“The authors have compared their results with the best available natural history data, but differences in baseline characteristics of ventilation and nutritional support between the cohorts suggest that patients in the historical cohort had more severe disease, which might result in possible overestimation of the results.”
Natural history studies have shown that the median age at death or permanent ventilation for SMA type 1 with two copies of SMN2 is 10.5 months and 8 months, respectively. Two other FDA-approved treatment options for SMA exist besides onasemnogene abeparvovec. Nusinersen (Spinraza) is an antisense oligonucleotide given as lifelong intrathecal dosing that was approved in December 2016; risdiplam (Evrysdi) is an SMN2 splice modifier given in a daily oral dose, approved by the FDA in August 2020. Onasemnogene abeparvovec is given as a one-time intravenous infusion and was approved in May 2019.
Day and colleagues compared treated patients in the present study with a historical cohort of untreated infants from the Pediatric Neuromuscular Clinical Research Network study. From a mean baseline CHOP INTEND score of 32, early and sustained improvement was seen in treated patients: increases of 6.9 points at 1-month post-dosing, 11.7 at 3 months, and 14.6 points at 6 months. A CHOP INTEND score of 40 or better was seen in 21 (95%) patients, while 14 (64%) achieved 50 points or more, and 5 (23%) 60 or better at any time during the study.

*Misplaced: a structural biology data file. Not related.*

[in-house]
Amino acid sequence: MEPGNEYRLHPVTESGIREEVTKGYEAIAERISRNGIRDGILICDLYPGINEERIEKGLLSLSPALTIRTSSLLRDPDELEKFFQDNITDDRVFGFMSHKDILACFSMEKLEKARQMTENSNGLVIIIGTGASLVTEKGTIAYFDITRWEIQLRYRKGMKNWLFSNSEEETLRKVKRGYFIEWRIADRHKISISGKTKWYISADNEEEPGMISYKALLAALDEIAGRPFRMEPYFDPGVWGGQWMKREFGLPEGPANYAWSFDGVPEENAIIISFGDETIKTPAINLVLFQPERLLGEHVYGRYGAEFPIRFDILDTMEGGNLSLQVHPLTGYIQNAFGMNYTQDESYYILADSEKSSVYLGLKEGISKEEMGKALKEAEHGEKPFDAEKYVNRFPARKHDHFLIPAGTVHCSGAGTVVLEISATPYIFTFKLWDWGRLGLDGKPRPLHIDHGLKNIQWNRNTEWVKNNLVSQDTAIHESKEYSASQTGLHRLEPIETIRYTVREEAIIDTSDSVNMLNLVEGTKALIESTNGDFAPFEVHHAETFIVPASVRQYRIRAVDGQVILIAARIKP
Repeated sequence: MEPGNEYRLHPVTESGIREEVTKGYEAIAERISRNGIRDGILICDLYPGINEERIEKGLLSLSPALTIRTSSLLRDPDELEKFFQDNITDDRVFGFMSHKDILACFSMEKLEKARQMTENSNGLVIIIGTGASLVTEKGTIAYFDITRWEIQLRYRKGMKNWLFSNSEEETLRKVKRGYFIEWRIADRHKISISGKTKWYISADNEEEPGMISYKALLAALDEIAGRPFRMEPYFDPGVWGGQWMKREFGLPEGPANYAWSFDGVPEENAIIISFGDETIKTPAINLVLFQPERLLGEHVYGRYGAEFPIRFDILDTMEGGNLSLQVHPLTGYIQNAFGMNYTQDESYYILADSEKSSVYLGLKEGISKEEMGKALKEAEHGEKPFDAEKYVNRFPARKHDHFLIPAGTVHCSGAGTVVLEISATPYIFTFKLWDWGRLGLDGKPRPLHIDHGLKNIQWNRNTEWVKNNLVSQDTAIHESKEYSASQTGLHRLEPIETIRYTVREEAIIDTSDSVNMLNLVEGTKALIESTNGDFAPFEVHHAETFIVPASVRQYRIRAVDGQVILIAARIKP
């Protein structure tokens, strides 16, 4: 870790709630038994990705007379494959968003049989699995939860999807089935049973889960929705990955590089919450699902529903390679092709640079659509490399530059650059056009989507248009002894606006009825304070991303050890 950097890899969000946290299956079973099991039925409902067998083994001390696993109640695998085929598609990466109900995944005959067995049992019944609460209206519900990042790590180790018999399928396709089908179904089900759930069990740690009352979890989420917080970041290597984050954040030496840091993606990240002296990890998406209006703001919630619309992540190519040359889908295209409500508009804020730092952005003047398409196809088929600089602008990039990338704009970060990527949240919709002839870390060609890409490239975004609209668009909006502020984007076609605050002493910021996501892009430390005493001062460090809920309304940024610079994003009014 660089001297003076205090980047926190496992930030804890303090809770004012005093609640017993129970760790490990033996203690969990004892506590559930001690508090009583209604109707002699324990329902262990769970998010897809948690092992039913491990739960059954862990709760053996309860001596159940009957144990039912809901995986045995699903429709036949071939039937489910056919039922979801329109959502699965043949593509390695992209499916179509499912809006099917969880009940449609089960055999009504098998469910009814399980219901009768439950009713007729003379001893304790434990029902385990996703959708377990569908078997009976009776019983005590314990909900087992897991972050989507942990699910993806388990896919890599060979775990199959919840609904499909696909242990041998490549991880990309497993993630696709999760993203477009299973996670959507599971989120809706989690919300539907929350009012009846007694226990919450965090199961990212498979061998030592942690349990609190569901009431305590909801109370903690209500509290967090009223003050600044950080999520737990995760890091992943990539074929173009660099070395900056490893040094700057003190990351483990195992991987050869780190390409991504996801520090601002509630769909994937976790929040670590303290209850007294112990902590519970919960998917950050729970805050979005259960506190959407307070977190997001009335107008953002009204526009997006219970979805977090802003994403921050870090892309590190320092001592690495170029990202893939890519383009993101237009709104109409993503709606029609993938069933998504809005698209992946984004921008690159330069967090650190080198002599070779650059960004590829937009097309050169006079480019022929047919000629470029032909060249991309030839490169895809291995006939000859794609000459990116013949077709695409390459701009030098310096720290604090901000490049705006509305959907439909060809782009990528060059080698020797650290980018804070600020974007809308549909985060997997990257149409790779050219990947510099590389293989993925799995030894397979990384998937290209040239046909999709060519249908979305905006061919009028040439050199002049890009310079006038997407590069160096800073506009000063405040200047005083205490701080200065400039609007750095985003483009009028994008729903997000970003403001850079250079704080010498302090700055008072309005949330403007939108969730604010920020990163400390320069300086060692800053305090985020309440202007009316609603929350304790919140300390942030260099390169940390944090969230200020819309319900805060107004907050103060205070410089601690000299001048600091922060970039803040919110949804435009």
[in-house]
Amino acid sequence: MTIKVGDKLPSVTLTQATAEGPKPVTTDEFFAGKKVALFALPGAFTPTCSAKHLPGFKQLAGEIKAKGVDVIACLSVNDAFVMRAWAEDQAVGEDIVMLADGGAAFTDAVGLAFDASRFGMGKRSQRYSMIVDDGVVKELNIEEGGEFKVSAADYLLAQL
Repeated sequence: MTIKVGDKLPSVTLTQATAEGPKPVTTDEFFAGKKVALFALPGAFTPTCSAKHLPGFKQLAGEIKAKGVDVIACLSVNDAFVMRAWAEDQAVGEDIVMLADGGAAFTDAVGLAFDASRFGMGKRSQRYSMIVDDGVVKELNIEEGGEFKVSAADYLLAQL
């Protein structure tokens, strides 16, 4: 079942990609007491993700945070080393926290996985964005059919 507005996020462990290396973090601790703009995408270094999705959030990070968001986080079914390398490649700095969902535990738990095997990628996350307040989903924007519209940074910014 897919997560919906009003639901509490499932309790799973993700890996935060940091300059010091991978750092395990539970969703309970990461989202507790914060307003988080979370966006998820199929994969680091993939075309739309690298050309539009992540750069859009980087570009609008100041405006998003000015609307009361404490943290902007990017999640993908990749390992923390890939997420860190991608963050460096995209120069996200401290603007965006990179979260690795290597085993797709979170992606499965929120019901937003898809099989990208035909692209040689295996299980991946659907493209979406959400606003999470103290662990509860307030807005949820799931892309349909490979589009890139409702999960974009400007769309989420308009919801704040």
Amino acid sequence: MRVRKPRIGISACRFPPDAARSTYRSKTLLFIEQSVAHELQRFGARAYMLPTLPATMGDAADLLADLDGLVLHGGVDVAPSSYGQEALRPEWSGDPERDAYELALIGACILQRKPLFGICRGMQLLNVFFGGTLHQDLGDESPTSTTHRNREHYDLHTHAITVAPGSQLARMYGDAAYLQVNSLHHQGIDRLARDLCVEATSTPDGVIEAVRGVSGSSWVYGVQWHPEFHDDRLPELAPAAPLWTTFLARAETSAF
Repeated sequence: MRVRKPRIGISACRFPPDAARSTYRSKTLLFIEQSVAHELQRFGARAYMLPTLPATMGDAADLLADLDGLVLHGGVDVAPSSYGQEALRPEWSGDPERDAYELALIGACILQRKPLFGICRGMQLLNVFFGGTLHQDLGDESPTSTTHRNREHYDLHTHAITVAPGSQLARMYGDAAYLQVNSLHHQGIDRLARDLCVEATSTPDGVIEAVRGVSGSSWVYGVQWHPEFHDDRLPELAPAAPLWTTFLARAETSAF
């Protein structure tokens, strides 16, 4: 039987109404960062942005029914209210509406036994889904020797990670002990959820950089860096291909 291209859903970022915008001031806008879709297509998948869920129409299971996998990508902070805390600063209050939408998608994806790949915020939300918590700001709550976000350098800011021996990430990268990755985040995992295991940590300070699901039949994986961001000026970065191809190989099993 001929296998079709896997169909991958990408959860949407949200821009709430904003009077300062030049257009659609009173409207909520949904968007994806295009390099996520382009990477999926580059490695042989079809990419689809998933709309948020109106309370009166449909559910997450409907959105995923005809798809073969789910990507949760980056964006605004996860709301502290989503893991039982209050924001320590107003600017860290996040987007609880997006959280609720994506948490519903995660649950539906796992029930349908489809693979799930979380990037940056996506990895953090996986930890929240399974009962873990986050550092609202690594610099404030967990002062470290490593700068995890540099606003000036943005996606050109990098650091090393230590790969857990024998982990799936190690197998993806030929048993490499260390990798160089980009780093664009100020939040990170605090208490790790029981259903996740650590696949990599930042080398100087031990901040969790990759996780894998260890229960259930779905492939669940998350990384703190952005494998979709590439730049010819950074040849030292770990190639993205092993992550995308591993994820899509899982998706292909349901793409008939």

“Children with spinal muscular atrophy type 1 almost never achieve or maintain CHOP INTEND scores greater than 40 points,” the researchers pointed out.
Ability to thrive, a composite secondary endpoint that required the ability to tolerate thin liquids, feeding only by mouth, and maintaining weight greater than the third percentile for age and sex, was met by nine (41%) treated patients versus vs 0 in the untreated cohort. Two deaths were reported, the researchers noted; both were considered unrelated to treatment.
Limitations include the study’s single-arm, open-label design. “Given the commercial licensing of an effective intrathecal antisense oligonucleotide therapy (nusinersen) for spinal muscular atrophy, a placebo-controlled study was unethical, but a single-arm study was justifiable,” the researchers said.
Onasemnogene abeparvovec, a gene therapy for spinal muscular atrophy (SMA), led to improvements in sitting and survival for infants with the most severe form of SMA, the phase III STR1VE trial found.
While patients who received onasemnogene abeparvovec showed improvements in independent sitting for 30 seconds or longer and in survival free from permanent ventilation that were unprecedented in untreated SMA patients, management of the disease with standards of care remains important after gene therapy, the researchers said.
Paul Smyth, MD, Contributing Writer, BreakingMED™
Novartis Gene Therapies funded this study.
Day reports research grant support from AMO Pharmaceuticals, Audentes, Biogen, Cytokinetics, Expansion Therapeutics, Ionis Pharmaceuticals, Novartis Gene Therapies, Pfizer, Roche, Sanofi-Genzyme, Sarepta Therapeutics, Scholar Rock, SMA Foundation, CureSMA, and the Muscular Dystrophy Association. He has also received support for consulting or advisory board activities with Affinia Therapeutics, Avidity Therapeutics, Biogen, Cytokinetics, Kate Therapeutics, Novartis Gene Therapies, Pfizer, Roche, Sarepta Therapeutics, Scholar Rock, and the Muscular Dystrophy Association.
Goemans declared personal fees from Biogen, Roche, and Avexis outside the submitted work.
Cat ID: 130
Topic ID: 82,130,730,130,138,192,925